I am planning to do similar, but I will have a shock tank due to concerns about heated water scalding roots.

    Have you ever heard of the Grey Water Guerrillas?
     
  3. Ludi

    Ludi Junior Member

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    Be aware that any kind of tank which holds the water for any period of time can turn to black water. I had a surge tank for my greywater and it turned to blackwater, now my greywater empties directly into an infiltration basin with no tank. I don't use hot water in this system, so no cooling is necessary.

    Good reference for everything greywater: https://oasisdesign.net/greywater/index.htm
     
  4. S.O.P

    S.O.P Moderator

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    Front page of PRI has an article about greywater. First comment from √ėyvind is a youtube video about an American greywater system installed on a small urban lot.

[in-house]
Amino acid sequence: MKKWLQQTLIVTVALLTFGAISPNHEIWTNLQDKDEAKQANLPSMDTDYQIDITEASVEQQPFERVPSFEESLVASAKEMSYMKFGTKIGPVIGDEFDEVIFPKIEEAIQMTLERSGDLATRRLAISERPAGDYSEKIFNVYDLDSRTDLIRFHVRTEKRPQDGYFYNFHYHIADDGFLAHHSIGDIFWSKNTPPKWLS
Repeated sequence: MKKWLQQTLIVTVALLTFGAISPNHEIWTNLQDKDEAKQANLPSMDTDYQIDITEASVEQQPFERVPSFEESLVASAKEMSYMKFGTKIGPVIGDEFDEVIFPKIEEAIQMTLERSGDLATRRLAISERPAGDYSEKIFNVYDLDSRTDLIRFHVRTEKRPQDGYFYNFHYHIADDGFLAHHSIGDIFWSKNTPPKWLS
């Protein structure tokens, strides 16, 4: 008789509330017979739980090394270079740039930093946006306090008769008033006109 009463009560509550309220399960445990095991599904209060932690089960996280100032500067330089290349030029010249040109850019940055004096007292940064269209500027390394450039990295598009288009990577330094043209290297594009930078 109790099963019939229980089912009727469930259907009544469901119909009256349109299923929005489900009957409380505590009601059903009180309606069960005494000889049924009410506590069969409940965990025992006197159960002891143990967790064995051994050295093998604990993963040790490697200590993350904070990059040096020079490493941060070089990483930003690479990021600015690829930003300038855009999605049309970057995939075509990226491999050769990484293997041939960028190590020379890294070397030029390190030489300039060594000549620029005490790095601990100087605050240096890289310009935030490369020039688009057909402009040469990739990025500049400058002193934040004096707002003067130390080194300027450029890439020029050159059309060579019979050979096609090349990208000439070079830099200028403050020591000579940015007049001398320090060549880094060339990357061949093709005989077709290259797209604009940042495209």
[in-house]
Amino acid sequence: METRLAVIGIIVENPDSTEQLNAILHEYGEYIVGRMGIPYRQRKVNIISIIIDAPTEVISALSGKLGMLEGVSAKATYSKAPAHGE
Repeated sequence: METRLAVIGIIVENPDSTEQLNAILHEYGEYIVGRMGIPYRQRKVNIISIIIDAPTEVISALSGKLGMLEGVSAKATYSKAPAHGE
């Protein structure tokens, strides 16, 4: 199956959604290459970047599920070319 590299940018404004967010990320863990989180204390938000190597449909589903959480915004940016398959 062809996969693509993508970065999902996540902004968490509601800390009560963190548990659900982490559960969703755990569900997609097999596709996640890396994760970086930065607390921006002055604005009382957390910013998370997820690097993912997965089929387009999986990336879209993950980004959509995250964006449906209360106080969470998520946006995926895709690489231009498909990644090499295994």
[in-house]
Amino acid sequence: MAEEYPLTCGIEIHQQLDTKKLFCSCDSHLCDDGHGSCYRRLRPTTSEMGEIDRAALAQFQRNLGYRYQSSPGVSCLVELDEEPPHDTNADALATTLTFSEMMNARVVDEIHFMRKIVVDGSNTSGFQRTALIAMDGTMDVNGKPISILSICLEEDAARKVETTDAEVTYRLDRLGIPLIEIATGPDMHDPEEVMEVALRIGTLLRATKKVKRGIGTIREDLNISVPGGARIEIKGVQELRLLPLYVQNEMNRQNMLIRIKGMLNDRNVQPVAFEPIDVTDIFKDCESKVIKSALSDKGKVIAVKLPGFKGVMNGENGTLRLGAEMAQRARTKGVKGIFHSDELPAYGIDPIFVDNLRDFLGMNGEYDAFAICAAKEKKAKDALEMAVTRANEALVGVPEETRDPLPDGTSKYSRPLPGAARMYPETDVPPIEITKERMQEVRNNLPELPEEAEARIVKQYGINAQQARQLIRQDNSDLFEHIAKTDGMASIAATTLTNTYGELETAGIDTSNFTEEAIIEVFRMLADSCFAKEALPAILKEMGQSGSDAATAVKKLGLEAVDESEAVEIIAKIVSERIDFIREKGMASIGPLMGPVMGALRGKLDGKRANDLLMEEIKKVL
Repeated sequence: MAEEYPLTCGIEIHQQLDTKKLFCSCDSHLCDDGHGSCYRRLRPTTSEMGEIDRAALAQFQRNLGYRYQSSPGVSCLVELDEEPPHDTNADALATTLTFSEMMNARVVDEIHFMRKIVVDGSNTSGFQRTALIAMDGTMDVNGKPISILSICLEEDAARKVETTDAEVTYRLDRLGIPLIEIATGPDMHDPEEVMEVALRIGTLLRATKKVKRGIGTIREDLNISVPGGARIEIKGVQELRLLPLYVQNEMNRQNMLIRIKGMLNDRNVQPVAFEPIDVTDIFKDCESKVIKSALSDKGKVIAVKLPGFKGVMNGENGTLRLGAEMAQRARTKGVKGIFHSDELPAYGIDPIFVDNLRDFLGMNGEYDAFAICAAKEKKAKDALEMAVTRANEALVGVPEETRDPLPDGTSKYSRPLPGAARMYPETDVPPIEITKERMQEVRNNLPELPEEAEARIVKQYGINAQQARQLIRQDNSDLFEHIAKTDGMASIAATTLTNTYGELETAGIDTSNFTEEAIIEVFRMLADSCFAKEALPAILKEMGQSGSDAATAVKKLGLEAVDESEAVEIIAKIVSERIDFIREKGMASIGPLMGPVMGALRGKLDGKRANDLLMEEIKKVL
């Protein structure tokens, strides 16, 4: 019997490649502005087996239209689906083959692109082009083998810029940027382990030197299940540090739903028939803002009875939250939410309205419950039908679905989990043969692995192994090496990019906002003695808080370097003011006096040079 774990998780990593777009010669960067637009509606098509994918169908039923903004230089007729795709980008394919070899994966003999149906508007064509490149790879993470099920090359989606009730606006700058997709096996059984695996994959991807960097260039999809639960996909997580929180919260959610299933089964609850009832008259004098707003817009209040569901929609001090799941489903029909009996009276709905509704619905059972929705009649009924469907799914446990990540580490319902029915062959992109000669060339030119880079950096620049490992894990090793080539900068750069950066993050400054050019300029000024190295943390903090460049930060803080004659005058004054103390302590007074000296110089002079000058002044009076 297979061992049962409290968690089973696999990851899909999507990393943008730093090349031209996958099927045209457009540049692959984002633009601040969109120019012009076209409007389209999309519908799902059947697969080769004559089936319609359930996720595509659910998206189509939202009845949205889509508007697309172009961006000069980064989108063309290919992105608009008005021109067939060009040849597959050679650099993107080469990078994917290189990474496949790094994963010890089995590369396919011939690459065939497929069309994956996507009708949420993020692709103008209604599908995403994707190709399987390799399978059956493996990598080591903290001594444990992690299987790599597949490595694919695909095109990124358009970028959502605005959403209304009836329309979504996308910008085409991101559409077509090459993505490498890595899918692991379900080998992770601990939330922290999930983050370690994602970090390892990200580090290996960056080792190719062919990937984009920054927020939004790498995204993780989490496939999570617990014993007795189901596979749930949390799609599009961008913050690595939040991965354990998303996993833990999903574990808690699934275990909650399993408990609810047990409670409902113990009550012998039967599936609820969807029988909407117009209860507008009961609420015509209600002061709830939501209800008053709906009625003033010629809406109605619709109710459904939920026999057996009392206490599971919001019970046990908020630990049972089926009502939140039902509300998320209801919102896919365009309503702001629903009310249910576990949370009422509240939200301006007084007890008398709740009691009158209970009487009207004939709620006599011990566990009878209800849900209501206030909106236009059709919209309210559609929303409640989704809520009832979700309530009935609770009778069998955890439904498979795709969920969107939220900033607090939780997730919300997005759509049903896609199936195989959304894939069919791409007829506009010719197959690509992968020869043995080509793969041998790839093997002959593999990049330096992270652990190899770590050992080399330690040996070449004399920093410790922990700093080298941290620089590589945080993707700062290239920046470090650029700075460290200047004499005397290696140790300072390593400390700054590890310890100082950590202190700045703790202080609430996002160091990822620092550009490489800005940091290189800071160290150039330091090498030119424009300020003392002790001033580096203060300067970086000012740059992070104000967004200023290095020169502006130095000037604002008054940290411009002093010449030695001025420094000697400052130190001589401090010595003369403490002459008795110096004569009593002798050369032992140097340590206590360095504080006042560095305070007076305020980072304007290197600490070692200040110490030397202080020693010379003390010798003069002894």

I'll do a quick breakdown from what I watched. And as long as you have some gravity on your side, it should be simple to do it the same way. Greywater feeds from house via a 3-way tap (ability to send it back to incumbent sewer connection) into a recycled plastic tub filled with wood mulch (underground). This tub is like a shopping cart, holes all through it so the water enters directly into a pond-lined gravel bed (through the mulch as a pre-filter) with the pond 'falling' through gravel and roots of plants to a perforated pipe at the end. This perforated pipe picks up the water and takes it to a multiple hose/tap manifold which then directs it around the property to mulch pits. Water is never exposed to the air, or contact of people as it's under the gravel as it's being filtered.

    If you had your perforated pipe emptying into your swale, your water would be 'almost' clean and as long as kids weren't eating the dirt and root vegetables weren't in direct contact with the water, I fail to see a problem with it.